Idaho Snow Report

June 13 2024
Active Winter Storm Warnings


June 13 2024

Snowpack levels across the state are currently 28% of normal. The deepest snowpack in Idaho was last observed at Nohrsc Cool Creek with a snowpack depth of 35”, about 91% of normal when compared to it's 39" average depth for this time of year. Schweitzer Basin, perched at an elevation of 6,090 ft., is currently experiencing some of the coldest temps in Idaho with air temps last recorded at 52 degrees.

More snowfall is expected this week, and areas like Nohrsc Hoodoo Basin are forecasted to receive up to 2" of snowfall in the next 5 days.




Snowpack conditions in Idaho vary significantly across the state's various mountain ranges. The Sawtooth and Smoky Mountains, as well as the Bitterroot Range, provide crucial snow for Idaho's water supply. The high-elevation snowpack in these ranges feeds into the Salmon, Snake, and Boise Rivers, which contribute to the water supply of surrounding watersheds.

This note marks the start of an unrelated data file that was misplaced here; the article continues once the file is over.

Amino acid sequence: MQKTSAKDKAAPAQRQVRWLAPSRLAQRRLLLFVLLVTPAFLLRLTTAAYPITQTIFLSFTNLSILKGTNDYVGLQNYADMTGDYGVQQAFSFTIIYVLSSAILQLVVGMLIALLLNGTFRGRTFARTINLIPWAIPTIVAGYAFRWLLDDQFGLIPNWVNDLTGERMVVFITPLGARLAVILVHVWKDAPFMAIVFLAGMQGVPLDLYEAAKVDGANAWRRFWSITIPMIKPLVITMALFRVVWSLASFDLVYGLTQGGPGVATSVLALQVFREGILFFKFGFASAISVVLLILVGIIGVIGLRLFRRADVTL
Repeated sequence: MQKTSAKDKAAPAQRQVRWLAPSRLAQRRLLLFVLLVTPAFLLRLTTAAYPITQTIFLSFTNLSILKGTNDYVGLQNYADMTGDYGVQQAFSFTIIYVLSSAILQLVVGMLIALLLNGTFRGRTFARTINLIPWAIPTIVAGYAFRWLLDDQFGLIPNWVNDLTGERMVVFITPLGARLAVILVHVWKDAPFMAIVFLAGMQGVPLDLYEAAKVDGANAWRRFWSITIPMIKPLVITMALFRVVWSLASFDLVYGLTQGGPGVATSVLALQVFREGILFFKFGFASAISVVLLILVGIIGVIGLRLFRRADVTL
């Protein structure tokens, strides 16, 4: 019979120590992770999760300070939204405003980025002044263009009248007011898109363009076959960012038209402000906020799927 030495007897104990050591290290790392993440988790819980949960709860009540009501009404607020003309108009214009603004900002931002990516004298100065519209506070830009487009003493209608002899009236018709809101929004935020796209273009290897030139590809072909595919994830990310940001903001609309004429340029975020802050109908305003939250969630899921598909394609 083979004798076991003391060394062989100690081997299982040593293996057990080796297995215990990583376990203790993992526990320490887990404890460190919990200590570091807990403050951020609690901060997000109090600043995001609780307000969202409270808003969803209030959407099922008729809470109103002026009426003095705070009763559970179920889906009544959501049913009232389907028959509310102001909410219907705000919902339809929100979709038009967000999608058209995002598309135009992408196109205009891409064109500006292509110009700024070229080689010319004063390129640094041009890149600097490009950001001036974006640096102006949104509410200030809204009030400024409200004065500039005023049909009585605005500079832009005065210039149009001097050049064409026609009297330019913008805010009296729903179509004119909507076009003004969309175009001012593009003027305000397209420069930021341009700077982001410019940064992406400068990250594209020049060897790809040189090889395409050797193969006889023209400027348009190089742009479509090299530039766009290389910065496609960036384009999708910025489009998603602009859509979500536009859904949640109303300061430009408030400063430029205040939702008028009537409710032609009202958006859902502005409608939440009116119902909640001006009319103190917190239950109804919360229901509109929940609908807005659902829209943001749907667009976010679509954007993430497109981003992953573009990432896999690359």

Idaho's winter climate is characterized by cold temperatures and abundant precipitation, particularly in the higher elevations. The state experiences a variety of snowfall patterns, including heavy snowfall in the northern regions and drier conditions in the southern areas. Snowfall typically begins in October and lasts through April, with peak accumulation occurring in February.

Snow science and history in Idaho reveal fascinating insights. The state is home to renowned snow researchers and avalanche forecasters, contributing to advancements in snow science. Idaho's mountains have witnessed significant snow events throughout history, such as the Big Burn in 1910, which saw an immense snowfall followed by devastating wildfires. Monitoring snowpack conditions is crucial for water resource management and mitigating the risk of avalanches in the mountainous regions of Idaho.

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